Mental health problems occur at home and at school, she says.
She says home issues are financial stress and dysfunctional families, marital issues, while school issues are work related – for example the CBC implementation which is currently facing a lack of resources which affects learning.
“CBC is a problem. The teachers do not have knowledge of the school curriculum and they lack the resources, but we are told not to impose a burden on parents, ”says Nyakundi.
Learners, on the other hand, are affected by poverty and dysfunctional families.
“Would you imagine a child telling you that ‘my mother didn’t give me lunch, but gave me a plate’? This means that the child must be given food, ”she said.
Sometimes she is forced to intervene by talking to parents.
“I am sometimes emotionally exhausted when dealing with children’s mental issues. What would you do if a grade 2 student told you that he doesn’t like this man, who visits their house and sits on his father’s bed, and begs you to tell his mother to stop?
Victoria Mulindi, head of guidance and counseling at Alliance High School, says a number of teachers with mental health problems resort to heavy drinking.
Mulindi says that although TSC has policies in place on mental health, where teachers with problems are linked to counselors, there is a need to raise more awareness about the availability of mental support, as teacher involvement is weak.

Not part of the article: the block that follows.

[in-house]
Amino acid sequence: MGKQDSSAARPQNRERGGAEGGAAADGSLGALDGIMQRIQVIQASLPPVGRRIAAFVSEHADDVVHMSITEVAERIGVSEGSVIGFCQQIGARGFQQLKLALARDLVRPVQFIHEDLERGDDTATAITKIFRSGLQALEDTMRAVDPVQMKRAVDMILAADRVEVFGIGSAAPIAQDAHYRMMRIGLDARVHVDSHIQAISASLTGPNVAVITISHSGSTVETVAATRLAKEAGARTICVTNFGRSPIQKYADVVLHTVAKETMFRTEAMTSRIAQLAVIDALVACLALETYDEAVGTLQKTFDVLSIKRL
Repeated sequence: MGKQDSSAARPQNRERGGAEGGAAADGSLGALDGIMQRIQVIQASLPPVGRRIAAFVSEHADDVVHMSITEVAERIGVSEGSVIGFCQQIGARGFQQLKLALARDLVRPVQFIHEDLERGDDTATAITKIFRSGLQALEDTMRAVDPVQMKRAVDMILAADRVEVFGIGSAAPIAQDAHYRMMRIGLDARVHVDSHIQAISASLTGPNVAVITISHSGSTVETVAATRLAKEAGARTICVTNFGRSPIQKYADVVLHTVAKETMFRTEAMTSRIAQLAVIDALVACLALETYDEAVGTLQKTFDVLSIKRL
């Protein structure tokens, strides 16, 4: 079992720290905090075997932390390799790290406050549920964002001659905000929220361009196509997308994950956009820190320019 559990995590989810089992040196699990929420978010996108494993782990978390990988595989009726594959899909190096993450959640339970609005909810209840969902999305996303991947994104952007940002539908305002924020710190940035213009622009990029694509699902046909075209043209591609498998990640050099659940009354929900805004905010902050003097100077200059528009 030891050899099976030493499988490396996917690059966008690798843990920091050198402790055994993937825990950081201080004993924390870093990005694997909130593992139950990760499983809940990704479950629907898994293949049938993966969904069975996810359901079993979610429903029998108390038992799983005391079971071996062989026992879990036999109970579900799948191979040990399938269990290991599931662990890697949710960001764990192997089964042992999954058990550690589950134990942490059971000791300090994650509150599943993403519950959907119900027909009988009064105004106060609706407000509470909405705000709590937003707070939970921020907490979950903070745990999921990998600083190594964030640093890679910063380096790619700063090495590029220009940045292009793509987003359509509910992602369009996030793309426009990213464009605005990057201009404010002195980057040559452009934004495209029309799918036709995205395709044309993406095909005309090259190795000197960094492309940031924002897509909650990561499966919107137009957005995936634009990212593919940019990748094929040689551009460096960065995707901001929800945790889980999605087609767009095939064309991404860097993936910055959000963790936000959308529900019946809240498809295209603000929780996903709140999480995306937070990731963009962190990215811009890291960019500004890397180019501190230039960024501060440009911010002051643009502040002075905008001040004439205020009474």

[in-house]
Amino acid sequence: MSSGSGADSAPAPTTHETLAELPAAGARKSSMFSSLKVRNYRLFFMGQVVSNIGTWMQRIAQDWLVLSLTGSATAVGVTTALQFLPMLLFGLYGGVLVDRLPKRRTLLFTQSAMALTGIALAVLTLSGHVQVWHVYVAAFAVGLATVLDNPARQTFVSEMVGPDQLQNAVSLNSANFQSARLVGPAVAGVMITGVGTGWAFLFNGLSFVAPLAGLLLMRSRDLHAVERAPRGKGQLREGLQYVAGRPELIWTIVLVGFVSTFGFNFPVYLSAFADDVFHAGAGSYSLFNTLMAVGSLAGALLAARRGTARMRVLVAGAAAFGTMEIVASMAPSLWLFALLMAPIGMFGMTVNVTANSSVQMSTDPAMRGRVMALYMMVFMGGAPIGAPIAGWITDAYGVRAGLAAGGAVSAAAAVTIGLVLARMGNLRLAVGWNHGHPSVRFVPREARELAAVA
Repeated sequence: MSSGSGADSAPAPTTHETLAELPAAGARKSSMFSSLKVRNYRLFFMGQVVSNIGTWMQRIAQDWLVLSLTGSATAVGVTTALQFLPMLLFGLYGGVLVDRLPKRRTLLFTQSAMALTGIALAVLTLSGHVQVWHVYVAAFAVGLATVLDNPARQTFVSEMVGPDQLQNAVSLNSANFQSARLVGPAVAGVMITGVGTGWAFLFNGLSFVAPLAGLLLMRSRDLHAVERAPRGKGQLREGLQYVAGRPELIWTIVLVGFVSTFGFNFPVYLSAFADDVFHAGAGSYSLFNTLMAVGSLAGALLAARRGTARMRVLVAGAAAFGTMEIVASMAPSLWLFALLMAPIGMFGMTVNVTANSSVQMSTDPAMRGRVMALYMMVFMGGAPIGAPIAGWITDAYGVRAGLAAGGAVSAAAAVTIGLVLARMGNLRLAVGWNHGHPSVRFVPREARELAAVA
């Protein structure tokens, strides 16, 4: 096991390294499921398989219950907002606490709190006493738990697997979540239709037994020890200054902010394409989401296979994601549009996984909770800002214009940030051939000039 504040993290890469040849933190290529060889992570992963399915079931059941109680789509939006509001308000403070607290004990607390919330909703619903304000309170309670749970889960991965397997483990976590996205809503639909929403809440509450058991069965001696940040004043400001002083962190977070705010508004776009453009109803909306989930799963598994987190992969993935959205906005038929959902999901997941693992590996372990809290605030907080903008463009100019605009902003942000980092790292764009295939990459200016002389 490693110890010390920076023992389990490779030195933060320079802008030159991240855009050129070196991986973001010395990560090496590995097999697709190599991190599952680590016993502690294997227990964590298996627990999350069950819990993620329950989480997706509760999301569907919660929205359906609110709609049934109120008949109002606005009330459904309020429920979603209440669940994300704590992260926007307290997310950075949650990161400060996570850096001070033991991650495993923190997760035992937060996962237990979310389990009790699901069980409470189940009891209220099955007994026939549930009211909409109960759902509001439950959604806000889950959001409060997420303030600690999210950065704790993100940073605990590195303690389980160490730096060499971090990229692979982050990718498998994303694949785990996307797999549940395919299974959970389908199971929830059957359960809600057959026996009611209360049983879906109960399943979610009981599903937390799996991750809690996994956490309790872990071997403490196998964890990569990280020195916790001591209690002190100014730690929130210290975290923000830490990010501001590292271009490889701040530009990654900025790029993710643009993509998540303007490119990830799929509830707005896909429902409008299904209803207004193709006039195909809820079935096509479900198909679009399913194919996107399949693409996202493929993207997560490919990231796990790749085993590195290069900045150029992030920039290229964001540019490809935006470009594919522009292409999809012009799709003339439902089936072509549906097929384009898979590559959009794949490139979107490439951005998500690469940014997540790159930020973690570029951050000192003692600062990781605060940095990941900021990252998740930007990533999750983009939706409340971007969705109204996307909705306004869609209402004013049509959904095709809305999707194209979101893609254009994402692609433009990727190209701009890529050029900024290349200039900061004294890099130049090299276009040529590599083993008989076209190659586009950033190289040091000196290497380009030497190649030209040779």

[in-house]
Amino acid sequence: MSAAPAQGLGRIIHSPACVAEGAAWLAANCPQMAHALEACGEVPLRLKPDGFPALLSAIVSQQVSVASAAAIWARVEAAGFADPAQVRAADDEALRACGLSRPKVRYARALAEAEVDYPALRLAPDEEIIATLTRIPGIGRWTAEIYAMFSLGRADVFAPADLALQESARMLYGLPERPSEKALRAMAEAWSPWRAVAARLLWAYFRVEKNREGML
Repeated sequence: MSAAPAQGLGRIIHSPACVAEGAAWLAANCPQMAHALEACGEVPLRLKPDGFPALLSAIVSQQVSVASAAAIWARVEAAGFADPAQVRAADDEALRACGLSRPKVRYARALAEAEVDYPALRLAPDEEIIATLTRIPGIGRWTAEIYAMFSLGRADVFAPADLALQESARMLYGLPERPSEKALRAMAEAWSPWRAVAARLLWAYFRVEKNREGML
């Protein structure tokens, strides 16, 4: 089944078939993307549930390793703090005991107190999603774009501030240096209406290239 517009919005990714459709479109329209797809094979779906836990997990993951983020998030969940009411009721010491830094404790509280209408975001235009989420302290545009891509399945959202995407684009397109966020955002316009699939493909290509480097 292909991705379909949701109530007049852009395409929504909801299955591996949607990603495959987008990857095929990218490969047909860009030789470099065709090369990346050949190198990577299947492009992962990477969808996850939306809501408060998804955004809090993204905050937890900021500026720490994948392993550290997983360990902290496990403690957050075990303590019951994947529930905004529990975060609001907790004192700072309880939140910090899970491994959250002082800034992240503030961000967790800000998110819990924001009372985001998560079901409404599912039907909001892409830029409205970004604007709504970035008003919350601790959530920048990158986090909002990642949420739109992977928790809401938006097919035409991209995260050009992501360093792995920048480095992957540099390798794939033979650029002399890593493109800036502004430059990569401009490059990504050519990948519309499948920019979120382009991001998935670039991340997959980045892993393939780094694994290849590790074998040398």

“Teachers fear going to TSC for help, regardless of the availability of the service. They tend to imagine how the employer considers them, depending on their status, ”explains the English teacher.
She says she suffered from anxiety and pressure on performance. But with better structures at Alliance High School, she was linked to therapists for care.
At Alliance, teachers participate in a debriefing session once a month, during which they share the challenges they face, express themselves, encourage and support each other.
The school also has social assistance to support teachers with financial constraints.
“Mental health issues are real, let teachers not go into denial and think they are for other people. Acceptance is the first step towards their mental stability, ”advises Mulindi.
Dr Edith Kamaru Kwobah, consultant psychiatrist at Moi Teaching and Referral Hospital, says that if a teacher is anxious, sad and unenthusiastic about the work they are doing, it will affect their teaching and their relationship with learners.
“Someone who has anger issues can easily hurt a child they are teaching. A sick teacher is likely to be negative towards a learner because he spends most of the time with learners more than anyone else, ”explains the doctor who is also a professor at Moi and Kabarak universities.
She says children who refuse to go to school may be in distress, depending on how they are treated by a teacher.
“We expect a child to receive support from his teachers, but when he complains about a teacher and even refuses to go to school, it can mean he is stressed, anxious and depressed. , a problem that needs immediate attention, ”says Kwobah.
The expert says that in order to manage the mental health of teachers and learners, there should be a strong support system at home and at school.
Teachers, she adds, need to be mindful of mental health and seek solutions.
“A teacher needs to know if he is emotionally stressed and to ask for help,” advises the specialist.